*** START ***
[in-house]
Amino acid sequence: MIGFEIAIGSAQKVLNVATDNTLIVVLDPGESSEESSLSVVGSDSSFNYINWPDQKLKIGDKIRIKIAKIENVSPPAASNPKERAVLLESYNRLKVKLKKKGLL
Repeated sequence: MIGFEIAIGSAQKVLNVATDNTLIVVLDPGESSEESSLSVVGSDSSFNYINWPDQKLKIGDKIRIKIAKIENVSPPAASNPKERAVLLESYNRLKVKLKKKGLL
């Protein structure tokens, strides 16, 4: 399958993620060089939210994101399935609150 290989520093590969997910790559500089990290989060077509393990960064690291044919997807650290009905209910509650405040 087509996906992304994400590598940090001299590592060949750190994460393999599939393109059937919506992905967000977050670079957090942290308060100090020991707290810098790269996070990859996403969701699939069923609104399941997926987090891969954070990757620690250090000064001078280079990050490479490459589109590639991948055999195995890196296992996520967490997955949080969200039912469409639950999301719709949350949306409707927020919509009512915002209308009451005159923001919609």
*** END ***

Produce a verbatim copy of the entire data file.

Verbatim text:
[in-house]
Amino acid sequence: MIGFEIAIGSAQKVLNVATDNTLIVVLDPGESSEESSLSVVGSDSSFNYINWPDQKLKIGDKIRIKIAKIENVSPPAASNPKERAVLLESYNRLKVKLKKKGLL
Repeated sequence: MIGFEIAIGSAQKVLNVATDNTLIVVLDPGESSEESSLSVVGSDSSFNYINWPDQKLKIGDKIRIKIAKIENVSPPAASNPKERAVLLESYNRLKVKLKKKGLL
């Protein structure tokens, strides 16, 4: 399958993620060089939210994101399935609150 290989520093590969997910790559500089990290989060077509393990960064690291044919997807650290009905209910509650405040 087509996906992304994400590598940090001299590592060949750190994460393999599939393109059937919506992905967000977050670079957090942290308060100090020991707290810098790269996070990859996403969701699939069923609104399941997926987090891969954070990757620690250090000064001078280079990050490479490459589109590639991948055999195995890196296992996520967490997955949080969200039912469409639950999301719709949350949306409707927020919509009512915002209308009451005159923001919609």